In words immortalised in the Authorised Version, the angels who appeared to the shepherds at the time of the birth of Jesus praised God, and said:
Glory to God in the highest,
And on earth peace,
Good will toward men.
It’s a lovely thought, and captures so much of what we all long for. What’s not to like about ‘peace on earth’ and ‘good will toward men’? It’s ‘the true meaning of Christmas’, isn’t it? If only we could do ‘peace’ and ‘good will’ all year round, the world would be a much better place.
But, attractive as the sentiment is, it is not quite what the angels said.
Let me explain.
The Authorised Version of the text, quoted above, is based on some later manuscripts, and thus reflects a change of meaning from the original.
The oldest and best manuscripts have ‘…among people of [God’s] good pleasure’ (a difference of one letter (eudokia/eudokias). The true sense, then, is ‘men on whom God’s favour rests’ or similar (so NIV, RSV, NRSV, REB).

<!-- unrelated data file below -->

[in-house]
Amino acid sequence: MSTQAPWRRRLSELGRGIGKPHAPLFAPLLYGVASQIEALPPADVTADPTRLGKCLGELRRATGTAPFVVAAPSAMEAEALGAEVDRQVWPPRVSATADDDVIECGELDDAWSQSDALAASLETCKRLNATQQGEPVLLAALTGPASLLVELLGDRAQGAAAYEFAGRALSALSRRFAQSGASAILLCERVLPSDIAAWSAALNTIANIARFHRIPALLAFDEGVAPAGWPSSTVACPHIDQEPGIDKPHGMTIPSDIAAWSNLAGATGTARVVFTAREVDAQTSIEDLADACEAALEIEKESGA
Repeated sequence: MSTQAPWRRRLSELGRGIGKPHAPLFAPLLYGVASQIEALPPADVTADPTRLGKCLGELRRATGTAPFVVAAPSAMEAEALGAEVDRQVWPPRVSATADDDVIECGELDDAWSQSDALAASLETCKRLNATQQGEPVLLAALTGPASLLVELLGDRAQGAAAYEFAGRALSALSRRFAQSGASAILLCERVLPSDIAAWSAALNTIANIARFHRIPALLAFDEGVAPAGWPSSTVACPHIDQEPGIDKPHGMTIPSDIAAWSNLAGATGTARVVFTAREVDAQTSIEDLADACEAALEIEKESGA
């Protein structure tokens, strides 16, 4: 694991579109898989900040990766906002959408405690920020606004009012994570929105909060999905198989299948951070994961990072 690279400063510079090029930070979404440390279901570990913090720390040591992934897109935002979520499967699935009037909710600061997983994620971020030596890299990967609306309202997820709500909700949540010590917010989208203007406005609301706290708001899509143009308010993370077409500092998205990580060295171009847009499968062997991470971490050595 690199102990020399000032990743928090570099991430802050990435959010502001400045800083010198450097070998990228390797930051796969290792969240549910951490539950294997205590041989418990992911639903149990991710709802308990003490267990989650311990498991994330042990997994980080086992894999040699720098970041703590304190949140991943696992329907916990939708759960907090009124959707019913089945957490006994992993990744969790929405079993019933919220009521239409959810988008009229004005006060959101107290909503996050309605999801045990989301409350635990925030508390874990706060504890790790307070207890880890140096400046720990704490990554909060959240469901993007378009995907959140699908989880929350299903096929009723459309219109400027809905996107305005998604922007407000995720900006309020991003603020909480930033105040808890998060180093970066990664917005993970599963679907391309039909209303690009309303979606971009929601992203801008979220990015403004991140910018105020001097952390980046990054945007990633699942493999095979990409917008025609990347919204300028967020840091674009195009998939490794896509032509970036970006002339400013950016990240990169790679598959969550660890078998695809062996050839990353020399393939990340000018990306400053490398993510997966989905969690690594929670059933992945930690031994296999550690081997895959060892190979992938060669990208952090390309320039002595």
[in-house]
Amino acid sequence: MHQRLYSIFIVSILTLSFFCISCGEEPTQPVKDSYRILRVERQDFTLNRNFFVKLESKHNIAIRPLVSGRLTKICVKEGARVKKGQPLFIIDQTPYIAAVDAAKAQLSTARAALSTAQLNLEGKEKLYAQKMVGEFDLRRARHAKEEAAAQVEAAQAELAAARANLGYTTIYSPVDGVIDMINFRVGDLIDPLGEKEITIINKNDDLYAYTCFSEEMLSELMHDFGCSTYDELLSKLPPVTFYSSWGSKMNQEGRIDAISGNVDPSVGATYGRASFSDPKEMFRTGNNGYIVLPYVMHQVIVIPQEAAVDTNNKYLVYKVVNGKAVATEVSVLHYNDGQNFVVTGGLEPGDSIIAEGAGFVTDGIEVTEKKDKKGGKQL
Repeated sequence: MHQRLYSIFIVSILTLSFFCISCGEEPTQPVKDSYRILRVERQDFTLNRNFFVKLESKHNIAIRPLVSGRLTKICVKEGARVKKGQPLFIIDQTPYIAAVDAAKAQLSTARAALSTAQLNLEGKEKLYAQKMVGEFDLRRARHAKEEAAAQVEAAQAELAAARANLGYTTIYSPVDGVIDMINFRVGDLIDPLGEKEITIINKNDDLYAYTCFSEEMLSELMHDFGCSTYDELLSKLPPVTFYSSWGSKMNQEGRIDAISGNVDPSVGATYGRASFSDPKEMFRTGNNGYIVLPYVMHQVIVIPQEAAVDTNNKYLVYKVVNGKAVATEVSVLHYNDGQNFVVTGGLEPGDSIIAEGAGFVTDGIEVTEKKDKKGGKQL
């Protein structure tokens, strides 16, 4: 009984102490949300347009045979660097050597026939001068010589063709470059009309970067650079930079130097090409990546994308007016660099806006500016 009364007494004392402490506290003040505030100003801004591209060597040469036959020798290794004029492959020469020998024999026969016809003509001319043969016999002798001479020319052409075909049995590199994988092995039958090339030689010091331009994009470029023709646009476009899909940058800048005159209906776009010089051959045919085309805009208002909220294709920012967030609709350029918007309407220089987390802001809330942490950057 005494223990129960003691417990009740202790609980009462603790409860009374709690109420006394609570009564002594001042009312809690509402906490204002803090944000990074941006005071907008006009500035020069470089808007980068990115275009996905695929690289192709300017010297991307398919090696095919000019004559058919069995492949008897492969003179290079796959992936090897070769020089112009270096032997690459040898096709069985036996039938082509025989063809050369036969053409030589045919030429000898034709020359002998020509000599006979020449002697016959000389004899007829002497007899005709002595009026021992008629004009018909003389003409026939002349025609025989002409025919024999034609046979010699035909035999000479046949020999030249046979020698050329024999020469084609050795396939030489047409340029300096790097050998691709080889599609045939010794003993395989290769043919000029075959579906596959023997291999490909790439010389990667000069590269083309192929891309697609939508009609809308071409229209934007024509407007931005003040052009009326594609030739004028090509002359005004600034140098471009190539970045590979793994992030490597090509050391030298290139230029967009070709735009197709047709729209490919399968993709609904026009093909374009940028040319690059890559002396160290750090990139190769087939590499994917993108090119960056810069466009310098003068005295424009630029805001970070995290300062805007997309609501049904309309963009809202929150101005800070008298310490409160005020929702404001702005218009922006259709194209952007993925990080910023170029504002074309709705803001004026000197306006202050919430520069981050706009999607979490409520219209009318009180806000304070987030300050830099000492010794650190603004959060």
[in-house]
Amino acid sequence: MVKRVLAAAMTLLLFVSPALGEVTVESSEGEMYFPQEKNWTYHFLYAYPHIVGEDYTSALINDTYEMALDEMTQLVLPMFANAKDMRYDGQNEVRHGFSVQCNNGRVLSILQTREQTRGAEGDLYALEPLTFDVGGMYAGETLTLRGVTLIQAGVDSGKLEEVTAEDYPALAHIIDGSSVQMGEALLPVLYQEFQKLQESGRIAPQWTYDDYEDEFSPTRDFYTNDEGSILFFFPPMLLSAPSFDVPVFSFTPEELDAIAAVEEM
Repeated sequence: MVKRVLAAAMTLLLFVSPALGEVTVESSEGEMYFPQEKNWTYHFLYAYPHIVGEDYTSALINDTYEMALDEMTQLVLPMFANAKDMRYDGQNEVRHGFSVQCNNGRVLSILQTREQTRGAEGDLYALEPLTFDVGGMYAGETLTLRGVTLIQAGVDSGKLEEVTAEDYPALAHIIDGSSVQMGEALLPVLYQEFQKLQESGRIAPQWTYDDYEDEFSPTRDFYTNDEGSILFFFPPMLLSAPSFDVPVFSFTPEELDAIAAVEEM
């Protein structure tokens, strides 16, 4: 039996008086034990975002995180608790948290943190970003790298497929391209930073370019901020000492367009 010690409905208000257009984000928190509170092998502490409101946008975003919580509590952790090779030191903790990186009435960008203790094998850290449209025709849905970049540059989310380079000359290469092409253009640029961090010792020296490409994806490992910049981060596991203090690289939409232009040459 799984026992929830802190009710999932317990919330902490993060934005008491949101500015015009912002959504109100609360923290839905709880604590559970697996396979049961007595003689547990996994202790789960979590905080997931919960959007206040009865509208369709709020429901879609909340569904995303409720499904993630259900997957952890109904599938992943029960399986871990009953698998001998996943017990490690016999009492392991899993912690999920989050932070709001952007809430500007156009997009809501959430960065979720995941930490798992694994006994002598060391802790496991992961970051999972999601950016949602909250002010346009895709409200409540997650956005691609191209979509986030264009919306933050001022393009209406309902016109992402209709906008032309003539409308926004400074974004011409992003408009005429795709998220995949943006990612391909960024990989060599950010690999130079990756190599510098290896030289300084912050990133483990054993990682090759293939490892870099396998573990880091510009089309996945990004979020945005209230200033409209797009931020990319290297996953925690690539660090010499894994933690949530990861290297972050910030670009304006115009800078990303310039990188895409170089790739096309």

The NIV translation is typical:
“Glory to God in the highest heaven,
and on earth peace to those on whom his favor rests.”
Blomberg (NAC on Matthew) explains: ‘The inferior text of Luke 2:14 in the KJV has led generations of people celebrating Christmas to promote the false notion that Christ brings “peace on earth, good will to men.” Instead, Jesus promises peace on earth to men of good will, namely, to “those on whom his favor rests.” To those who welcome him, he offers eirēnē (“peace”—from the Hebrew concept of shālôm). Such peace brings the wholeness of restored relationships with God (Rom 5:1) and interpersonal reconciliation within the community of believers (Eph 4:3).’
So, ‘the favor/goodwill referred to in the verse does not belong to men but to God’ (Stein). God’s ‘good pleasure’ is mentioned also in Mt 11:26; Lk 10:21; Eph 1:4, 5, 9.
Morris agrees: ‘There is an emphasis on God, not man. It is those whom God chooses, rather than those who choose God, of whom the angels speak. Peace, of course, means peace between God and people, the healing of the estrangement caused by human evil.’ (Morris)
So, ‘the angels are not glorying in man and his merits but in God and his grace. True and lasting peace is the portion of those, and only of those, whom God has graciously chosen.’ (Hendriksen).
‘The angelic song does not proclaim a mystical union of heaven and earth. Rather, it celebrates two sovereign works of God: one in heaven, and one on earth. Rather than being mystically amalgamated, God’s activity is praised in both: glory in heaven, and peace on earth; glory to God, and peace to humanity.’ (Edwards)